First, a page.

Professional Development

Professional development is part of the foundation of the Presidential Fellow program. Throughout the fellowship experience, each fellow is challenged to push themselves to grow. The professional development resources allow the fellows to craft a unique experience tailored to their career goals and professional interests.

The program includes:

  • placement in a professional office at the university
  • individual professional goal setting
  • work done on a core set of competencies during weekly meetings, retreats, and day-to-day experiences

After their first year, fellows undergo a 180 Assessment to identify areas of strength and improvement. Fellows are also connected to professional and peer mentors who continuously support their growth throughout the program.


The Presidential Fellowship program focuses on the development of future leaders in a wide range of disciplines. Fellows serve the GW community through their professional placements and often lead the charge for change by supporting the launch of new offices, programs, and committees throughout the university.

The placement allows fellows to directly put to use the professional development concepts reinforced in fellowship meetings and in one-on-one professional development coaching sessions. Fellows learn on the job and reflect on their development in a deliberate way that prepares them for future career success.

Professional Goal Setting

Fellows set individual goals with their preceptors through a Learning Agreement. The agreement helps fellows:

• explore their strengths and weaknesses
• set long-term career goals
• determine specific skills sets

This experience is further complemented by the Presidential Fellow conference fund, which encourages fellows to further their professional development with outside resources.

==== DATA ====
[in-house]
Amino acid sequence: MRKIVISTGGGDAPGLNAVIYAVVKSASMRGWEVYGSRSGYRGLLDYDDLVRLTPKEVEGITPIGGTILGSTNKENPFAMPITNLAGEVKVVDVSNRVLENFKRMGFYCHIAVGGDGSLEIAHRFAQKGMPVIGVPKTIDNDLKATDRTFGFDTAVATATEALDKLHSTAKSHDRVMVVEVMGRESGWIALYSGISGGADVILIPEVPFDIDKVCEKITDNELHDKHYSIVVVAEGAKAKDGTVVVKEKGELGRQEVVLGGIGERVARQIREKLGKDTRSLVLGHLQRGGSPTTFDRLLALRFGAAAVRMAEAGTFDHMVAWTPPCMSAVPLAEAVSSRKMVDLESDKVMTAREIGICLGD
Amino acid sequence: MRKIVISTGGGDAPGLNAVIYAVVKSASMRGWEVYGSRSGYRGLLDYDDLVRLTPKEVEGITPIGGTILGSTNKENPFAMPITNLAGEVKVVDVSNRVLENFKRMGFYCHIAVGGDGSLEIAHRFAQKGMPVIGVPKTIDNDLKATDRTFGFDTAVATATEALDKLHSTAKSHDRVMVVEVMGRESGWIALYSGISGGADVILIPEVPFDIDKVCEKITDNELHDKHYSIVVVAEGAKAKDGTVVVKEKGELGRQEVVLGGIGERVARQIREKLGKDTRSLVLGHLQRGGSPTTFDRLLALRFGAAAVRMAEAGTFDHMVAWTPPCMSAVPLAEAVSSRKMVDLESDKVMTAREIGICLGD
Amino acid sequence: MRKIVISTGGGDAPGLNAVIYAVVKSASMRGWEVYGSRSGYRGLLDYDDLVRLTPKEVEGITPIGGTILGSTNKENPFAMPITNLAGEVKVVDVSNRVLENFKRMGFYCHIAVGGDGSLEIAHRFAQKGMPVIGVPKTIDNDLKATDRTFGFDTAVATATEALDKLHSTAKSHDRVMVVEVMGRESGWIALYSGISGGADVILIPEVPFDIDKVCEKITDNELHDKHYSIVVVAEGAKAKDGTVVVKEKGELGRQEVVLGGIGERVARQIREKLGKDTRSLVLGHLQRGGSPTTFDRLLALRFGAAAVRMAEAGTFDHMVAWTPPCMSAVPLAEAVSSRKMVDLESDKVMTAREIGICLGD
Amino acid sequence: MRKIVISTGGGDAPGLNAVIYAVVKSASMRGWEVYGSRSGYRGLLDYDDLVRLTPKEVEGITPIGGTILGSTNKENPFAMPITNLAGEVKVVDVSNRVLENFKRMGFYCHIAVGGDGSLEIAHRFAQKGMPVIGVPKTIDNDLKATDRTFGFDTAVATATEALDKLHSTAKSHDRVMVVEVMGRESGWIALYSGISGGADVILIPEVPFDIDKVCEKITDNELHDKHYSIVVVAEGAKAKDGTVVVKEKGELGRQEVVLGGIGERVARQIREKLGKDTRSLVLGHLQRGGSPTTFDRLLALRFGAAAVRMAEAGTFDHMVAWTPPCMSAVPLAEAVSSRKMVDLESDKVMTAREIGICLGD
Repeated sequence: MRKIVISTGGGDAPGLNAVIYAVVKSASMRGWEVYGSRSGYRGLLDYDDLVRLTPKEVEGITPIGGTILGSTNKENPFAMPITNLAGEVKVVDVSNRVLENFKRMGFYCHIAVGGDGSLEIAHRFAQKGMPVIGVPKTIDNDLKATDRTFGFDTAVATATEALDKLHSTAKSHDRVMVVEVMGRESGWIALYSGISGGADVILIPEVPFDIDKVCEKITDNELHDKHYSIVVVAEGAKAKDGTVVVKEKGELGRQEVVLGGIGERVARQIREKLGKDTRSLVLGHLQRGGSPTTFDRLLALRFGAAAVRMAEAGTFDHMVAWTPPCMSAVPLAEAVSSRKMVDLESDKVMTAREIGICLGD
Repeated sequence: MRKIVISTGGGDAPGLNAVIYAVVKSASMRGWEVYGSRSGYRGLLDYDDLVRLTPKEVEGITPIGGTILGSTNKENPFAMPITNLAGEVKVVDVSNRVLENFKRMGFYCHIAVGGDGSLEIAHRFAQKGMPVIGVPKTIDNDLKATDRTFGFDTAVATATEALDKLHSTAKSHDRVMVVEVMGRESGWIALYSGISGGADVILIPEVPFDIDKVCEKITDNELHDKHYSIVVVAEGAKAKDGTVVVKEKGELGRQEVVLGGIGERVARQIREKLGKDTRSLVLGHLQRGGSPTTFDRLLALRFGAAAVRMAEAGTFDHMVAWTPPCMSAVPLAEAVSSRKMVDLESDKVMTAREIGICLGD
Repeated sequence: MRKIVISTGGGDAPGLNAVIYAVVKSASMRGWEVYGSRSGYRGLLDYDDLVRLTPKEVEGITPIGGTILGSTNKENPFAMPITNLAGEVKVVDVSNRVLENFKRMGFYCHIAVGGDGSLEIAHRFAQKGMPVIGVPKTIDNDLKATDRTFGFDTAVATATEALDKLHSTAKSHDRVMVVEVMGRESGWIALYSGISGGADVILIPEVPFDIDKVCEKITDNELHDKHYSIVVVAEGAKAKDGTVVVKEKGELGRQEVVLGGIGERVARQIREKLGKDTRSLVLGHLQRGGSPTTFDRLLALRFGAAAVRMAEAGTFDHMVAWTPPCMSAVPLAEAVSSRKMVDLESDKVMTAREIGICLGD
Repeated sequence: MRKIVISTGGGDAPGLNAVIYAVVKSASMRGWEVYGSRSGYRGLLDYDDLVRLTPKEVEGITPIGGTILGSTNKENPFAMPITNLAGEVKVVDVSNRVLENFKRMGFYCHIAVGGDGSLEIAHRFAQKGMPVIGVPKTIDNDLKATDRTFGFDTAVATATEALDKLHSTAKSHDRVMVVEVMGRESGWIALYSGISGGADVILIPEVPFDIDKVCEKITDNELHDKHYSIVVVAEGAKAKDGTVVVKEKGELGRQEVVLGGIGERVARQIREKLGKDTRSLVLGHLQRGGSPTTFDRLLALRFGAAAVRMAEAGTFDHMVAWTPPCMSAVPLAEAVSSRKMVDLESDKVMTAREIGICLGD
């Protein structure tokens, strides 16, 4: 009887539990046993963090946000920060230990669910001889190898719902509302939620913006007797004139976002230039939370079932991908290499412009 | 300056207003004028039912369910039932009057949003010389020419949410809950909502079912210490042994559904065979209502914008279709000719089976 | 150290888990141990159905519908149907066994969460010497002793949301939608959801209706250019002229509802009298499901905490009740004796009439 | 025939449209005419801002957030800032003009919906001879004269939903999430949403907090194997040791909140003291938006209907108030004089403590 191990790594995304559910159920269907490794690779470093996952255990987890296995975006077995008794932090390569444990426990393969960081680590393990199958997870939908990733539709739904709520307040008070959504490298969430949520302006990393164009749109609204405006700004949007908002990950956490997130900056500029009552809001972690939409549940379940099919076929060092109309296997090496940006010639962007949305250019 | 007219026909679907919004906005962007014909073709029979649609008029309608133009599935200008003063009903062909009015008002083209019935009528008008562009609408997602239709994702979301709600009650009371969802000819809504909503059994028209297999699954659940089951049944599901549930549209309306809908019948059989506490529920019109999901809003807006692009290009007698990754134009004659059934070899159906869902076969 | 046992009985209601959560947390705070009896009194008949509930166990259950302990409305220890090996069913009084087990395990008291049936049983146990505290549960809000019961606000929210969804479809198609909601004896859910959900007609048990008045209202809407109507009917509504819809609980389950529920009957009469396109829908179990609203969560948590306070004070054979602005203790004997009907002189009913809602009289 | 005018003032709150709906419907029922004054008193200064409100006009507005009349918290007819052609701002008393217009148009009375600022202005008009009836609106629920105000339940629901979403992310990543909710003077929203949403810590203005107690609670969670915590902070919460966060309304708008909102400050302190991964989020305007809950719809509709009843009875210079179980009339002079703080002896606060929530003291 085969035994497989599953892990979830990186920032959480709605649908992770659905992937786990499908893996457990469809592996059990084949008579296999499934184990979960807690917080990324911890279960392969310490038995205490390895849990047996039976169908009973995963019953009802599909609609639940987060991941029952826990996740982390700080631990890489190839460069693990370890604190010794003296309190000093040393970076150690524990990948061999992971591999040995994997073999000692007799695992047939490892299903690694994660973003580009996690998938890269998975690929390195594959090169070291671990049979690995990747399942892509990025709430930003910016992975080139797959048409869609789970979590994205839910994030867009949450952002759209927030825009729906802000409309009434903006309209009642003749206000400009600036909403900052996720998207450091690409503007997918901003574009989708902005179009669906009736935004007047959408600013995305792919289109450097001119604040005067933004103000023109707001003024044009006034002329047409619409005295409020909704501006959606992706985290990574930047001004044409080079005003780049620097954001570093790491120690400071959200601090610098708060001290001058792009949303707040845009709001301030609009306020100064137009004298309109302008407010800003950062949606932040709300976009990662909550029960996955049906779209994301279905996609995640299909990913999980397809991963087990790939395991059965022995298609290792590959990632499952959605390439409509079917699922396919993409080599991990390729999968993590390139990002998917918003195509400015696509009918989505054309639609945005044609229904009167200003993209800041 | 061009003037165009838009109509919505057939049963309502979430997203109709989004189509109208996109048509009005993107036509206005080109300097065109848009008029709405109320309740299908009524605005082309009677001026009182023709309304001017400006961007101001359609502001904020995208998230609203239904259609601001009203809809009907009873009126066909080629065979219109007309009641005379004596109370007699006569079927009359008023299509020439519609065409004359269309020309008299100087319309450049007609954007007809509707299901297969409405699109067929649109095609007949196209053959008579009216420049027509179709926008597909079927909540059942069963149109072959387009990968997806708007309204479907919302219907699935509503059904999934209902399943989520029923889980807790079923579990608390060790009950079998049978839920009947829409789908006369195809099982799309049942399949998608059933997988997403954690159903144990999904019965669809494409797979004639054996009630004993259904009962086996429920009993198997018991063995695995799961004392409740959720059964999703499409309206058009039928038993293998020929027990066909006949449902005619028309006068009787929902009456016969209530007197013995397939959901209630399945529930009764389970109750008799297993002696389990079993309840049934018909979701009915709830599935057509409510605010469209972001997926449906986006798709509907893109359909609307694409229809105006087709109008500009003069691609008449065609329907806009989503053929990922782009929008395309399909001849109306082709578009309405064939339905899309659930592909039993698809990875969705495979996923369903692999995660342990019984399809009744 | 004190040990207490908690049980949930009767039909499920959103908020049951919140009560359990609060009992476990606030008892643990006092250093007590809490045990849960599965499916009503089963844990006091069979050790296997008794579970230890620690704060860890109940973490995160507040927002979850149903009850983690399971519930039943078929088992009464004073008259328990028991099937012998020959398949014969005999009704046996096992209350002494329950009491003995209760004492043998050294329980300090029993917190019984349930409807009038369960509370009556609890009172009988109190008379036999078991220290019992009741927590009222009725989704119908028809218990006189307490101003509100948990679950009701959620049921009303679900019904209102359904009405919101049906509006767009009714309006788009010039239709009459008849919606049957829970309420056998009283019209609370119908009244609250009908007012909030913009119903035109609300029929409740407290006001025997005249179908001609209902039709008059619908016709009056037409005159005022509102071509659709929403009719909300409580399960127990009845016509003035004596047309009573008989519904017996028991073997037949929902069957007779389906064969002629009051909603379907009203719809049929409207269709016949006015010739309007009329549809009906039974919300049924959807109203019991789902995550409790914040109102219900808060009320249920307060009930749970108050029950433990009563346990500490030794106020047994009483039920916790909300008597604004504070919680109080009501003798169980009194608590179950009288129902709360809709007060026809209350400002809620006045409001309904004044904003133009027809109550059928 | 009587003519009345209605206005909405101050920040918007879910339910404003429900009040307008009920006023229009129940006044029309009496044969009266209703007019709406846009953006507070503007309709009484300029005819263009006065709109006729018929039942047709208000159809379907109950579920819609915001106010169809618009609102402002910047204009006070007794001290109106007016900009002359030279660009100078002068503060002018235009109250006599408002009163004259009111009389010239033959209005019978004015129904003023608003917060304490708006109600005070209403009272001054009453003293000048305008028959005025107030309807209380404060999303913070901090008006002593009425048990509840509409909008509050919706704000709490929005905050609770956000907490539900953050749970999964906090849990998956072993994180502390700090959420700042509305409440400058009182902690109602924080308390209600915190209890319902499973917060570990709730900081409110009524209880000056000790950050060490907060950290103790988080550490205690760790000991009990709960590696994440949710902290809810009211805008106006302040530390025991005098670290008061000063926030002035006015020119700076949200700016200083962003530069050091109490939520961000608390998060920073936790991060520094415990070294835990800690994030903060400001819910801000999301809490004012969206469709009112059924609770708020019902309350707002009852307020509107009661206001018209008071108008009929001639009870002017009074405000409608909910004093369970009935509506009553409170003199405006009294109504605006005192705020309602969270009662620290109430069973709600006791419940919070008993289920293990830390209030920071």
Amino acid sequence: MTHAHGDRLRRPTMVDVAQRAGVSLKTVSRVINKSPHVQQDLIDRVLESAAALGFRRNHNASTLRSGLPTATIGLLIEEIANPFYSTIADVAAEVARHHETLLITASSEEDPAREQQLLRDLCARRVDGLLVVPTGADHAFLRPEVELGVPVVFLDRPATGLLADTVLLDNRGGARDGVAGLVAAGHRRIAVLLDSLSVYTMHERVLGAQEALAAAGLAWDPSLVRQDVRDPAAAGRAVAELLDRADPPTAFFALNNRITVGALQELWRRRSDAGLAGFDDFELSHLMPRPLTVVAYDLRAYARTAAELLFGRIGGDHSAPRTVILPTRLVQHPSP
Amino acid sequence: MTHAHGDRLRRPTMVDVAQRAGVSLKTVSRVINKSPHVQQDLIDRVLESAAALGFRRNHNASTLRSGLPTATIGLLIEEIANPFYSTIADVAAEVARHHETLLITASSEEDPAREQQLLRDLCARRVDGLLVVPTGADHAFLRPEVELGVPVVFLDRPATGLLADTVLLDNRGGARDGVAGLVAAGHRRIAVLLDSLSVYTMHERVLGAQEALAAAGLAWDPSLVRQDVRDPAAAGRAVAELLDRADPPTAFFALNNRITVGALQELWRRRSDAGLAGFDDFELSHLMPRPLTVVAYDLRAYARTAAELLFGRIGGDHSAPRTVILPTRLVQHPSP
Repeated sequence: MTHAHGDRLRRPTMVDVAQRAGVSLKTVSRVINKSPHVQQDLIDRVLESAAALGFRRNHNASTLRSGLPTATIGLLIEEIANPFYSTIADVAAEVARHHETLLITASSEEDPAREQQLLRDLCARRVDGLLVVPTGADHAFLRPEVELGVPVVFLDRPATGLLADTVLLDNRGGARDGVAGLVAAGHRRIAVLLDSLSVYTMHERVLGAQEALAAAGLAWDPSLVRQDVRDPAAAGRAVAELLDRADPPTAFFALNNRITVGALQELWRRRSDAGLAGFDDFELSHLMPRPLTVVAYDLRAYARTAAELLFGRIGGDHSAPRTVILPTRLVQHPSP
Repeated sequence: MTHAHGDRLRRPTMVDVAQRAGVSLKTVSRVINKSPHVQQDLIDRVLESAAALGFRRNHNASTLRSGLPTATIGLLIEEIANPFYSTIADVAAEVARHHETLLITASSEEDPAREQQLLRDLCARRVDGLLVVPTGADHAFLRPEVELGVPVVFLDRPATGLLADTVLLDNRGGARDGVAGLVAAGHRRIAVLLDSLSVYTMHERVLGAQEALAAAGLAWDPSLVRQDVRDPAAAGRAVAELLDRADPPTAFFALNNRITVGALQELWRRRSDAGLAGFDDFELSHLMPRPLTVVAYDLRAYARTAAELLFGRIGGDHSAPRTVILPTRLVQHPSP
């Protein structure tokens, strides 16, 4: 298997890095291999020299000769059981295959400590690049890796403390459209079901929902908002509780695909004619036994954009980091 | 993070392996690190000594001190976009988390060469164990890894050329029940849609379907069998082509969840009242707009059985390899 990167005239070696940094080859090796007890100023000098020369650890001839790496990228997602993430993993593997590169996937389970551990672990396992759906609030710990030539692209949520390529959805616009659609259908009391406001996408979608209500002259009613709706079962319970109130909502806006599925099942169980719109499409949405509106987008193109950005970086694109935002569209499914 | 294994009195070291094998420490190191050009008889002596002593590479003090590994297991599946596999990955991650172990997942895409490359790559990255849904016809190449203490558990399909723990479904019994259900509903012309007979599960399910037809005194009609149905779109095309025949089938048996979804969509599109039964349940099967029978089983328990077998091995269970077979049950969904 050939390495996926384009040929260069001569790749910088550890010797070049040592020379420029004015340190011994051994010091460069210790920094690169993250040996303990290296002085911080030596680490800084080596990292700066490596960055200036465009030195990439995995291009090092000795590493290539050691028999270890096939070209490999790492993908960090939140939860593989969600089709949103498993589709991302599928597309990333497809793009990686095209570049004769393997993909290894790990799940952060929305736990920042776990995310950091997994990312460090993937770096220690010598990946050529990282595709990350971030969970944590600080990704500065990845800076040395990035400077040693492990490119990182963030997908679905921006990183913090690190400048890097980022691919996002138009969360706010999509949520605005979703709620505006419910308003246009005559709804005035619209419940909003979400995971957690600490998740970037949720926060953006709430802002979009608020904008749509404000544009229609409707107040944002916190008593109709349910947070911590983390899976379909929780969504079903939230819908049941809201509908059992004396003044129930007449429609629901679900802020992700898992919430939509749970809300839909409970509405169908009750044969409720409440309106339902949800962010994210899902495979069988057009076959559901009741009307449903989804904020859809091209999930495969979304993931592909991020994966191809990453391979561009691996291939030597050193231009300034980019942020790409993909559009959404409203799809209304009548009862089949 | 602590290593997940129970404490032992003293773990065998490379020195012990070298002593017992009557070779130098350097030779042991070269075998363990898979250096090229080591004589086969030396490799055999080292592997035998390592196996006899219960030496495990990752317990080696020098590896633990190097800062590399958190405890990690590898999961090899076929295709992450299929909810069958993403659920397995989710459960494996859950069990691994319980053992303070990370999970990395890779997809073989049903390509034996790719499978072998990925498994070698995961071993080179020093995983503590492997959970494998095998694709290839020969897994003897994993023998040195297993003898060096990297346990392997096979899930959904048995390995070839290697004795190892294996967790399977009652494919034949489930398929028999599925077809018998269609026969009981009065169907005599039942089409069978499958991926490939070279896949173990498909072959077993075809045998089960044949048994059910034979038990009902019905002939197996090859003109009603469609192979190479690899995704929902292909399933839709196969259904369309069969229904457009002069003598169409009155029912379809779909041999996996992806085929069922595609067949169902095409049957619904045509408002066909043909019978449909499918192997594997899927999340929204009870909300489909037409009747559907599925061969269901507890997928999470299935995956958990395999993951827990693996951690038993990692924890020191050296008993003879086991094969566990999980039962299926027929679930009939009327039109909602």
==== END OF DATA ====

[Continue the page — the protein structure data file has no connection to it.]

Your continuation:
Fellows participate in the selection of the professional development curriculum each year, which focuses on top competencies for early career success. Competencies may include problem solving, creativity, and dealing with ambiguity. Other critical skills include managing up, giving constructive feedback, and clarifying expectations. 

Presidential Fellows facilitate learning discussions to explore new techniques and skills every month and practice what they learn in their placements, classrooms, and ambassadorial roles. Fellows obtain a thorough understanding of each skill area by the end of the year, giving them an advantage as they enter the workplace.


Fellows approaching their second year undergo a 180 assessment, which provides a rating for ten professional competencies. Fellows complete a self-assessment and are rated by their preceptors, colleagues, former bosses, and peers. The assessment identifies strengths and areas of improvement and coaching is provided to develop an action plan based on the feedback.